The sheep on Boreray Island do not have detailed information due to the inaccessibility of their home. Few people have had the opportunity to visit the island for more than a few hours in recent years. John Morton-Boyd has probably recorded more information of these sheep on their homeland than anyone else. He visited the island on several occasions sometimes staying for a few days.Dr. David Bullock also stayed on the island for two and a half weeks in1980 and he also recorded information of the sheep. Very few sheep have ever been taken from the island the most important group consisted of four ewes and three rams that were obtained for the Animal Breeding Research Organisation in 1971 where they were bred with and kept for several years. All the Boreray Sheep registered with the Rare Breeds Survival Trust are descended from this group. One old ewe of this group died before producing offspring.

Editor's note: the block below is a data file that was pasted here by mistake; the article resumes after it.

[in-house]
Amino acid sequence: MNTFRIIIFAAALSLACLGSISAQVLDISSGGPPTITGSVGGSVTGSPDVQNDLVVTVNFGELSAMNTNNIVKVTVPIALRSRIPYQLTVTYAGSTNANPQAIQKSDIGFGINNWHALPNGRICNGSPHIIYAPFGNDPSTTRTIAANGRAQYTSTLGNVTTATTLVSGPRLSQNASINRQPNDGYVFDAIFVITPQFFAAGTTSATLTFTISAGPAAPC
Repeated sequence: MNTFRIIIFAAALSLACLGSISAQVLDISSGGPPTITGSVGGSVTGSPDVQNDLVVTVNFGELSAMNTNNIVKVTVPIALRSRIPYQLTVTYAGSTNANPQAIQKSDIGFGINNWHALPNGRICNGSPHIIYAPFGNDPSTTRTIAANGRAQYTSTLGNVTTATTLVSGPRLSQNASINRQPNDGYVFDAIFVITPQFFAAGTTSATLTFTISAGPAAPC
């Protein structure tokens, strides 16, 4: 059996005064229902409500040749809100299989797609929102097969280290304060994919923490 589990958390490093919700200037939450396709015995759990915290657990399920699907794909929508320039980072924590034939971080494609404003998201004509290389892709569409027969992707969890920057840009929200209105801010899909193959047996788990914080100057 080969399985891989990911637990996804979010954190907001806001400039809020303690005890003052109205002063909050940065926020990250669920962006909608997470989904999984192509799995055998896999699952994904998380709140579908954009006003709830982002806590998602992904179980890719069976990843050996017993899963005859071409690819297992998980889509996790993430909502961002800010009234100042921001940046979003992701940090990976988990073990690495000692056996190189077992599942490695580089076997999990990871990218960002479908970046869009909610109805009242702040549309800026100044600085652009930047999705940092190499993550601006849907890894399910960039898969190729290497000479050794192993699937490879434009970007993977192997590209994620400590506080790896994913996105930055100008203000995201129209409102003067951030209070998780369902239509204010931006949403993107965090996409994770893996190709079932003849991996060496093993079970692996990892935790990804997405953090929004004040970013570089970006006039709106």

Boreray sheep grazing on Boreray Island photo courtesy of Murdo Macdonald
The characteristics of the mainland Boreray sheep are therefore more limited than those on the Island of Boreray. When the islanders left St. Kilda in 1930 their domestic sheep were assembled in an enclosure ready to be shipped to the mainland to be sold. Alasdair Alpin MacGregor was on Hirta to record the evacuation. He took photos of the sheep waiting for their departure. One of these historic photos reproduced below, shows the great variety of Characteristics shown in the domestic sheep.
© National Trust for Scotland Photo Library, Alasdair A. MacGregor photographer date 1930
Some sheep in this photo are horned, some are polled. Some are almost pure white and some are very dark. The face markings also vary a great deal.